SpaceX has made a name for itself by producing space-faring hardware that is easily refurbished. The company’s Falcon rockets can be reused multiple times, reducing the turnaround time between launches and lowering costs. Now, with the battle between Boeing and SpaceX heating up, Boeing is boasting that its own Starliner crew capsule will be easy to refresh for subsequent trips into space.

As SpaceflightNow reports, Boeing’s engineers are incredibly confident that Starliner will need very little maintenance between trips into space. That’s great news for NASA, but only if it proves to be true.

SpaceX and Boeing are locked in a race to be the first to deliver a crew-capable spacecraft for NASA. NASA is tired of paying for seats on Russian rockets and wants to be able to send astronauts into space whenever it wants. SpaceX and Boeing were both expected to have their spacecraft delivered by this point, but unfortunately, delays have mounted.

Recently, a Boeing Starliner test flight to the International Space Station was cut short after it became apparent that the spacecraft was, well, glitching out. According to Boeing and NASA, the spacecraft’s internal clock fell out of sync, and that caused the Starliner to burn more fuel than it should have. Because of this, it didn’t have enough fuel to make it to the International Space Station and it had to come back down to Earth without completing its primary objective.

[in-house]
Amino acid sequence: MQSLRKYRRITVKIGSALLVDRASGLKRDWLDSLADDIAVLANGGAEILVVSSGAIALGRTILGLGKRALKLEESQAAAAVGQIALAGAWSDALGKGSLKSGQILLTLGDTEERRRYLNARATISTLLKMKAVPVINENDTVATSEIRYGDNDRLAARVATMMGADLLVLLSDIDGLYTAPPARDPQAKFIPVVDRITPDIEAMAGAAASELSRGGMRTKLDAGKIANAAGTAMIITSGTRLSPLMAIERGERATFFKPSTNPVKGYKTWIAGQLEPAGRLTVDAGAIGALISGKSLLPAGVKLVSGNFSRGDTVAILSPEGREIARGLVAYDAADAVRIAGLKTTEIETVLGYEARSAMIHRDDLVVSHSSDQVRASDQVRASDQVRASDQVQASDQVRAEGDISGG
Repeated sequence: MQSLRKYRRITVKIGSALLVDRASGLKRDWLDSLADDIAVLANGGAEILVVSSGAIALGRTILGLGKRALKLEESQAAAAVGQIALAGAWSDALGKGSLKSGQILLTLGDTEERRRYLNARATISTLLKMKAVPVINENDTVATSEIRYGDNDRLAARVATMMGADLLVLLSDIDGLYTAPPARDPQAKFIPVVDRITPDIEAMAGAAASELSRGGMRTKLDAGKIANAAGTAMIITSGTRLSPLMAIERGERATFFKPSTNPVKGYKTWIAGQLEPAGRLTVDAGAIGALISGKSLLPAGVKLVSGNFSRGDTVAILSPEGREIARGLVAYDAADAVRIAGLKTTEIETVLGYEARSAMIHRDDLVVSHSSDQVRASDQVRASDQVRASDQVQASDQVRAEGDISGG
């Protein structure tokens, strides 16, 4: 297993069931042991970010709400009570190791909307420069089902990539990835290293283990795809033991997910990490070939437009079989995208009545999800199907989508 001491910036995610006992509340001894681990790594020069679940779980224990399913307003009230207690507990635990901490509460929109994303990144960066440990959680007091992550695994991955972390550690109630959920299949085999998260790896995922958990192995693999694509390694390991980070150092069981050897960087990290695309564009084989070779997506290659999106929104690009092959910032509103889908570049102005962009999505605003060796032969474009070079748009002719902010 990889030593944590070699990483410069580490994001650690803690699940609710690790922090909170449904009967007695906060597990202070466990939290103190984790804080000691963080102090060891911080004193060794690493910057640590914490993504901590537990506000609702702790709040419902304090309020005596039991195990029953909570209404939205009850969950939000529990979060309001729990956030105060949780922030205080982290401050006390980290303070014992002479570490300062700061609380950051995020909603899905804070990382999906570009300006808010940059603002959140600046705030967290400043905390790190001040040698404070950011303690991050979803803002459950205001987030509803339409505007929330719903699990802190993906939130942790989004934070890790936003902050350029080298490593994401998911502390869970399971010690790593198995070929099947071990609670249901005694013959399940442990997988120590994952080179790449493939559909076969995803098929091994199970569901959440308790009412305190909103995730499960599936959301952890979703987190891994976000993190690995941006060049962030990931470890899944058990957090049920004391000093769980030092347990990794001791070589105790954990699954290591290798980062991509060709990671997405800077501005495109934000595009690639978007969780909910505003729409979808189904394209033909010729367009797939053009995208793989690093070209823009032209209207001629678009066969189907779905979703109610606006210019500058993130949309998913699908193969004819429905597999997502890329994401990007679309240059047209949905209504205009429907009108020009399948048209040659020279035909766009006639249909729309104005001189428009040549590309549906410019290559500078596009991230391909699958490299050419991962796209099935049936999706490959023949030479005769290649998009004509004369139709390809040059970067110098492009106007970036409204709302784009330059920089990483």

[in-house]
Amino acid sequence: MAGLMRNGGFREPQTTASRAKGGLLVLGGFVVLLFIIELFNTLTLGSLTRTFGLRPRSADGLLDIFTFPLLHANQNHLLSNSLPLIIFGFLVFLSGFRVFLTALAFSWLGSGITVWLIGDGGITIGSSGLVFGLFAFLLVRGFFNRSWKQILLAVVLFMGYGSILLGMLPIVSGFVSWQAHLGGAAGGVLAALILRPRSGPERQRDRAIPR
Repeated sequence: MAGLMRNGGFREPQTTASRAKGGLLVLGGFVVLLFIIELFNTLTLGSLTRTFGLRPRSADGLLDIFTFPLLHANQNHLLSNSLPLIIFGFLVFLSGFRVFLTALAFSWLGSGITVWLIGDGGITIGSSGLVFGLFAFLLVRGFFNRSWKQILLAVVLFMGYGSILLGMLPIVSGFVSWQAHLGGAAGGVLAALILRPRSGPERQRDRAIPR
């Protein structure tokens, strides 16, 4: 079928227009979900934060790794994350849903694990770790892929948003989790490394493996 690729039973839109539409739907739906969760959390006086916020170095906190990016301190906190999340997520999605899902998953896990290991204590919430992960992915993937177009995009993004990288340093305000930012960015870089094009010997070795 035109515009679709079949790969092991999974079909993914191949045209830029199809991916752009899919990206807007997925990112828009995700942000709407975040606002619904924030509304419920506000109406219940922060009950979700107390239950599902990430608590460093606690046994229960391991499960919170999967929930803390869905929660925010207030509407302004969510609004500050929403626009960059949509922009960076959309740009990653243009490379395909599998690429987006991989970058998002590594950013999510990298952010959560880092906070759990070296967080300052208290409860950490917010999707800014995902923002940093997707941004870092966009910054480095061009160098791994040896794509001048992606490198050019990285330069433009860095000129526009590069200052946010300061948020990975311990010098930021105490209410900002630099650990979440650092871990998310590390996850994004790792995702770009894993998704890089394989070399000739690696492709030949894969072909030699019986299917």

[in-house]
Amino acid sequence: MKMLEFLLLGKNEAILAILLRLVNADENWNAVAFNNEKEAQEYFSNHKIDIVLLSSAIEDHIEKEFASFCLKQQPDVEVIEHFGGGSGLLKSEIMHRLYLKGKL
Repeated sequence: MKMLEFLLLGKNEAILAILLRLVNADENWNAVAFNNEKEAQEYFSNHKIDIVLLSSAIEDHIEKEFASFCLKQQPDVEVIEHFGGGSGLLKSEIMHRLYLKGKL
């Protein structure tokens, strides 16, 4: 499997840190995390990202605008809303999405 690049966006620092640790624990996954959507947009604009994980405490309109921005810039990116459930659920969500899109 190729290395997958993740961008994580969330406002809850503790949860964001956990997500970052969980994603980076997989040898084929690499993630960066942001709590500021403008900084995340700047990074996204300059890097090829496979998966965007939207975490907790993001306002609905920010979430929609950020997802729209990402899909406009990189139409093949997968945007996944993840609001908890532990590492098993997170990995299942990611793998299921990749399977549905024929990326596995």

Despite this, Boeing says the test went well in other respects, and that while the test flight was uncrewed, would-be crew members would have been able to correct the glitch and keep the mission on track if it had been a real-world crewed trip to the ISS.

Boeing really wants (and needs) Starliner to be a home run for NASA. Bragging about how easy it will be to refurbish the spacecraft between trips is nice and all, but we’ve still yet to see Starliner even make it to the space station, so we’ll have to take all of this with a hefty helping of salt.

Mike Wehner has reported on technology and video games for the past decade, covering breaking news and trends in VR, wearables, smartphones, and future tech. Most recently, Mike served as Tech Editor at The Daily Dot, and has been featured in USA Today, Time.com, and countless other web and print outlets. His love of reporting is second only to his gaming addiction.